Yosif Feigelson is recognized as one of the foremost cellists of his time. From his studies under Mstislav Rostropovich at the Moscow Conservatory to his role in pioneering music of Mieczyslaw Weinberg, he has helped define a daring role for the cello in contemporary classical music. "The Latvian-born cellist ... plays with enormous sound, vivid character and resourceful technique," wrote Anthony Tommasini of the New York Times. Others have noted the richness of Feigelson's tone, his flamboyant style, and his embodiment of Russian classical traditions. His eclectic choice of pieces ranges from Prokofiev's Sonata, opus 119, to George Gershwin's "It Ain't Necessarily So". He has performed throughout the United States and Europe, and he has been featured as a solo player and as a guest with a number of orchestras.
Feigelson was born into a musical family in Riga, Latvia. His father was a leading tenor in a Riga opera house and his mother played violin in the Riga orchestra. He began cello lessons with Don Yaffe at the Darzin Special School of Music at the age of six. Feigelson debuted with the Schumann Cello Concerto at age 12 and won first prize at the Concertino-Prague International Competition when he was 16. His biggest opportunity arrived when a family friend set up an audition with Mstislav Rostropovich. Rostropovich immediately invited him to study at the Moscow Conservatory. "I had regular lessons with him twice a week," Feigelson told in interview with Paul Tseng of the Internet Cello Society, "which was more than I could have ever hoped for."
Feigelson studied with the master between 1971 and 1974, learning a characteristically Russian method of playing the cello. "The Russian technique basically teaches you not to be stiff, to allow a natural relaxed state of our body" Feigelson explained to Tseng. "Using force is one of the biggest dangers of the cello. You must learn how to find moments of complete relaxation even in the middle of the most difficult passage." Rostropovich's association with the writer Aleksandr Solzhenitsyn, however, made him controversial with the Soviet government. In 1974, Rostropovich left Russia for England, and many believed that Feigelson and his family would follow. "When I came back to Moscow the local authorities, bureaucrats, and conservatory officials were just furious; they didn't want to see me," Feigelson told Tseng. He remained at the Moscow Conservatory and began studying under Natalia Gutman, a renowned cellist who also had her own difficulties with Soviet authorities. "When I graduated in 1976," he joked with Tseng, "she left conservatory immediately. I was the last student both of them had there."
Upon graduation, he was assigned a teaching job in a rural Latvian town of Daugavpils. Because this would severely limit his career as a musician, his father persuaded a military officer in the Moscow district to enlist his son's talents as a cello player in the Red Army Band. After this stint, Feigelson was allowed to live and to work in Moscow. In the mid-1970s he toured the entire Soviet Union and Eastern Europe. He performed at the Dvorak Hall in Prague, the Stadtsoper in Berlin, and at the Great Hall of the Conservatory in Moscow. His renditions were recorded by the Panton, Olympia, and Melodiya labels. Life in the Soviet Union, however, continued to be difficult. His father and mother emigrated to Israel in 1979, and two years later, Feigelson decided to leave Russia for the United States.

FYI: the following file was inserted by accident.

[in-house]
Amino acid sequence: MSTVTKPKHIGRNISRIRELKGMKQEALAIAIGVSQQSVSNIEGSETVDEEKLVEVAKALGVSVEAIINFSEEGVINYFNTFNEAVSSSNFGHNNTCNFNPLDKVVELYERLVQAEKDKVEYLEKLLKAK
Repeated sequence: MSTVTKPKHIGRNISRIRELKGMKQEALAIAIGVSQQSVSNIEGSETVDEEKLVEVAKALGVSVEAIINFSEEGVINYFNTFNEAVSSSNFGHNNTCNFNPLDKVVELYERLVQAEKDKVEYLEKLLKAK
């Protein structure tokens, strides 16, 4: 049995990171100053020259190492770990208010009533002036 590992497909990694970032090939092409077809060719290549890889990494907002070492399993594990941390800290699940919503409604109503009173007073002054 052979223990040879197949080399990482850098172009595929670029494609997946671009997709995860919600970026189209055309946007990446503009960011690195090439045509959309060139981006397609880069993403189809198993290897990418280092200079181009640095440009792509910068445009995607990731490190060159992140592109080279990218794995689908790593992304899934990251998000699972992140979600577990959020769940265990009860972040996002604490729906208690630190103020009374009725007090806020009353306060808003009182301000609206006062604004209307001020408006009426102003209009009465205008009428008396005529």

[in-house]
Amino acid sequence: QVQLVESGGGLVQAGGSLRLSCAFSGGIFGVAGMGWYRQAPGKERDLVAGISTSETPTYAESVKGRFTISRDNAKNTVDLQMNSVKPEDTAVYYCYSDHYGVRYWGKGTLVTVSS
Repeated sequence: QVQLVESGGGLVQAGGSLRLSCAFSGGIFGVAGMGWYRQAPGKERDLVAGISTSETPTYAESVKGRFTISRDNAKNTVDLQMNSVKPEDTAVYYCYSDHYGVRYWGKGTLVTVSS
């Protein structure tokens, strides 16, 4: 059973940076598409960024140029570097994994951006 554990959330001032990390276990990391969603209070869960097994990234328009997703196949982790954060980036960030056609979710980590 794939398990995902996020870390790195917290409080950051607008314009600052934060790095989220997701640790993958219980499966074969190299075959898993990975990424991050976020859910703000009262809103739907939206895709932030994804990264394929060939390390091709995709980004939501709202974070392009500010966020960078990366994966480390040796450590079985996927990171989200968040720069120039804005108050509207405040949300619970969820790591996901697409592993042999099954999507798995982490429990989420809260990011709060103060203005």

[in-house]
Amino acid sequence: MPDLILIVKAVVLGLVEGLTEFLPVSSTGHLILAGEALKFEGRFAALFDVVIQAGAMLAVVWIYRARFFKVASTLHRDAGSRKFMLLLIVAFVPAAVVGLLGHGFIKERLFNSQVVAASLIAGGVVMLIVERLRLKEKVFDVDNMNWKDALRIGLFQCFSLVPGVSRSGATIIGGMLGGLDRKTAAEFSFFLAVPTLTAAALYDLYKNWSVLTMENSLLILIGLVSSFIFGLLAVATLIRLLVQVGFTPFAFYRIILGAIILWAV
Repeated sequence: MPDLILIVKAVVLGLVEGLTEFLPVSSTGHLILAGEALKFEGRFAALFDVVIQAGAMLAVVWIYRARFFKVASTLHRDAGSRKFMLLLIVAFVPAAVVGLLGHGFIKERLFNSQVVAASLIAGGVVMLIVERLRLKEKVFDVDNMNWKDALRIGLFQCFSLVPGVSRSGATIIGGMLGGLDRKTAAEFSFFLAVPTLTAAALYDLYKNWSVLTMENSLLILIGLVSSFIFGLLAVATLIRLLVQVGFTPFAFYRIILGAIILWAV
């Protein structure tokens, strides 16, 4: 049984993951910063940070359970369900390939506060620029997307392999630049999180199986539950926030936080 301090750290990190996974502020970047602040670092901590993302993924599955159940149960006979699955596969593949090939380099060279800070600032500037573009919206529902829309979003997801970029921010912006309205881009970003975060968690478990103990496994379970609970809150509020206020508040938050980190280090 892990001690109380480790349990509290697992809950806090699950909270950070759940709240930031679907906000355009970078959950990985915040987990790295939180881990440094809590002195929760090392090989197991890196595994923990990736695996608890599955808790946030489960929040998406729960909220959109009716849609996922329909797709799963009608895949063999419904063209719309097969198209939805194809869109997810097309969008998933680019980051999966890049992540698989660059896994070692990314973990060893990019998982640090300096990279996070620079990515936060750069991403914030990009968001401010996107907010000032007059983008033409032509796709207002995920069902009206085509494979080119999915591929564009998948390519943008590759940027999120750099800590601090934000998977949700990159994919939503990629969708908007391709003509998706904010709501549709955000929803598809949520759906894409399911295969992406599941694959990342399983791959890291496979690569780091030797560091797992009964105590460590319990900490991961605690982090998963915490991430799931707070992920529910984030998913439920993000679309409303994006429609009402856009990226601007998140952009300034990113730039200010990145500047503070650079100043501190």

As many musicians, Feigelson preferred to try his luck in New York. He had to start from scratch, as nobody knew about his career back in Russia. Step by step, he made connections, mostly through some old and some new friends already in music, and first engagements had followed. Feigelson had also become a member of the Amati Piano Trio under ICM Artists and under personal tutelage and mentorship of Isaac Stern.
But, real breakthrough didn’t come until 1988 when Yosif stepped in on a short notice to substitute ailing violinist Nathan Milstein. His New York orchestral debut with the New York Chamber Symphony under the baton of Gerard Schwarz in Saint-Saëns Cello Concerto received accolades throughout New York press. Engagements at major halls as guest artist and recitalist in New York, Washington, Boston, Chicago, and rest of the country followed.
Feigelson returned numerous times to New York's 92nd Street Y, including a joint recital with singer Barbara Hendricks in 1999. His performance with the Detroit Symphony of the Dvořák Concerto was broadcast across the globe. He has also appeared as soloist with the orchestras of Seattle, Pittsburgh, Chicago, Richmond, Knoxville, Charleston, and many other towns. His European tours led him to United Kingdom, Germany, France, Holland, Italy, the Baltics and Israel. He was a recipient of a 1990 Avery Fisher Career Grant.
"Mr. Feigelson has been noted for the powerful, dark tone that the Soviet school of instrumental playing likes to turn out," wrote Bernard Holland of the New York Times, "but also for his exceptional control over the instrument." These qualities and an active touring schedule have led critics to recognize Feigelson as a distinct and influential cellist. One even called him “a Caruso of the cello” for a unique, “singing” quality; who knows, maybe his father’s early influence?
Music of Mieczyslaw Weinberg became one of Feigelson’s important strides. He has premiered his 24 Cello Preludes and Four Sonatas for unaccompanied cello in New York and in Europe, and made highly praised first recordings on the Olympia label. In addition to playing, Feigelson has been regularly giving master classes to the young string players in this country and abroad.